From Francis Bacon’s famously disheveled creative hive to Constantin Brancusi’s workspace, which featured his own handmade furniture, the studios of history’s most famous artists provide a trove of insight into their practices and personas. Whether they ultimately become museums or are managed by foundations (like The Easton Foundation, which is in the process of readying Louise Bourgeois’s New York studio for public view), restoration efforts allow these spaces to be preserved and appreciated long after an artist’s death. What follows are nine artists’ studios—in locations from Cape Town to Cornwall—that you can visit in person.
Joan Miró’s studio. Photo by Alexandra Moss, via Flickr.
Spanish painter, sculptor, and printmaker Miró—known for his biomorphic sculptures and abstract compositions inspired both by the Dada scene he had been involved with in Paris and by Japanese calligraphy—had grown up spending time in Mallorca with his grandmother. When he relocated there permanently from Barcelona in his sixties, he destroyed many of his previous works entirely, making way for a new phase of creativity that having his own studio (for the first time) afforded.
The Fundació Pilar i Joan Miró, which he established to preserve his studios, in part as inspiration to future artists, includes not only Miró’s first studio and a museum of his works, but also Son Boter, an 18th-century Mallorcan country estate house behind his own home that he bought as a space to make large-scale works. Today, its garage houses a functioning printmaking workshop, updated from Miró’s time.
Barbara Hepworth’s studio. Photo by Zoer, via Flickr.
At the onset of World War II, British sculptor Hepworth settled in the town of St. Ives in Cornwall, with her second husband, artist Ben Nicholson. She found Trewyn Studio a decade later, and lived and worked there for some 25 years. Hepworth forged her sculptures—signature stone and wood pieces, and plaster casts for her bronzes—in the house’s yard, in two outdoor studios, and in the house itself.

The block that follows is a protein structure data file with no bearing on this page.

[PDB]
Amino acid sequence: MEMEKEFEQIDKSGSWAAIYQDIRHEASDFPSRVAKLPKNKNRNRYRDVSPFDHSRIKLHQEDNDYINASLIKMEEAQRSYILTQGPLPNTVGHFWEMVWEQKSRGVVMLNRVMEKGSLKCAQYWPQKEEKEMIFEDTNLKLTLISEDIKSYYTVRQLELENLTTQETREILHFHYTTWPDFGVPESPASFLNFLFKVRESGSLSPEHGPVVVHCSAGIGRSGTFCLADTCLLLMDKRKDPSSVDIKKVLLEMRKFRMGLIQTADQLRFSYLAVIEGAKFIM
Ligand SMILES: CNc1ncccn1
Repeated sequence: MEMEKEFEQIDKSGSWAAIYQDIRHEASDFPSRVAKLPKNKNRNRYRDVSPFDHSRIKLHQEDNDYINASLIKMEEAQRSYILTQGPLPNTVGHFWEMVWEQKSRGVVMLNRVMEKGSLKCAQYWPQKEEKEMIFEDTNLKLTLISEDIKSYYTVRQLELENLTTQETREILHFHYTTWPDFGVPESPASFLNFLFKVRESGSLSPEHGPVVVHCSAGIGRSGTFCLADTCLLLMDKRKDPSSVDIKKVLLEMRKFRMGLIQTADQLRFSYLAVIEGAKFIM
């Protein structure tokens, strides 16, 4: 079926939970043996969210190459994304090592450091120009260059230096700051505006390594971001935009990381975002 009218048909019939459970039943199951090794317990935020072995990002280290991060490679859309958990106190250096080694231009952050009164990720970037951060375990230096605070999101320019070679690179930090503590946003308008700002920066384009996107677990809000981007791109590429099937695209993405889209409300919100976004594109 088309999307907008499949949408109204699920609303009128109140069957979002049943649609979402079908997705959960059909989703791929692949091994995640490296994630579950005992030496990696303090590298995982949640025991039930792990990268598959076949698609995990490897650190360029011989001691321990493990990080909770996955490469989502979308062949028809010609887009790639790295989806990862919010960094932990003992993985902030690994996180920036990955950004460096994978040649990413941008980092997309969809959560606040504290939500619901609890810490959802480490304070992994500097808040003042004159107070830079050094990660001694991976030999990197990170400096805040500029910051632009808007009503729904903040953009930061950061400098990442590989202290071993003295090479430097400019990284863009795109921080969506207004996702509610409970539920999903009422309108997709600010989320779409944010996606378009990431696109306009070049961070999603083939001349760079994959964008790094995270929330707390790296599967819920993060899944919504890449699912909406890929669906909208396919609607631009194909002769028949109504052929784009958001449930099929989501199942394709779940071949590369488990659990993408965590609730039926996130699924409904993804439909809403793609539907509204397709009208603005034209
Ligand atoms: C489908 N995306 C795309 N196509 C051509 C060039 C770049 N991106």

Per her instruction, the property—including the garden that she curated to display her sculptures—was turned into a museum after she died, and has been operated under the auspices of London’s Tate since 1980. The carving studio remains virtually how she left it, while the plaster studio now includes tools and in-progress works intended to give the space an educational and narrative focus. The museum is open through October 29th, before it closes for conservation until spring 2018.
Reconstruction of Constantin Brancusi’s studio at the Centre Pompidou. Photo by Piero Sierra, via Flickr.
Romanian-born sculptor Brancusi was based in Paris for over 50 years. Originally located along an alley called the Impasse Ronsin, his home and studio drew prominent artists including Yves Klein, Jean Tinguely, Max Ernst, and Niki de Saint Phalle, in the 1950s and ’60s. During Brancusi’s tenure, he not only created his sculptural works there, but also developed a sort of personal museum in which to display them. He envisioned his pieces in groupings and rearranged them to achieve a sense of perfect harmony, eventually ceasing to make new works and filling the empty space with a plaster cast if he sold a piece.
When he died, Brancusi left everything in his studio to the French government—and specified that the space must be perfectly recreated. The reconstructed, relocated studio now exists inside a Renzo Piano-designed, museum-like space beside the Centre Pompidou—and houses some 137 of Brancusi’s sculptures.
Herbert Lotz, Georgia O’Keeffe’s Abiquiu House, Sitting Room, 2007. Georgia O’Keeffe Museum. © Georgia O'Keeffe Museum.
In 1949, long after she had begun creating her iconic, abstracted paintings of flowers, O’Keeffe left New York and moved cross-country to continue her close observations of the natural world in the desert plains of New Mexico. There, her home and studio, in Abiquiú—which she purchased in 1945—is now a National Historic Landmark, operating in tandem with the Santa Fe campus of the Georgia O’Keeffe Museum, about 60 miles away. While she lived and worked in the building over the course of some 30 years, O’Keeffe created dozens of paintings based on the house and its surroundings, including its view of the Chama River. Visitors can reserve tours until just prior to Thanksgiving, before the building closes for the season, through March.
Six years after Bacon’s death in 1992, a team of archeologists, curators, and conservators moved his entire London studio to The Hugh Lane, a municipally run art gallery in Dublin, Bacon’s birthplace. The space has been recreated to reflect the exact condition Bacon left it in—namely, a mess. It was the artist’s home and workplace for three decades, and the Dublin reconstruction includes everything from the physical structure itself to the accumulated dust that gathered in the space.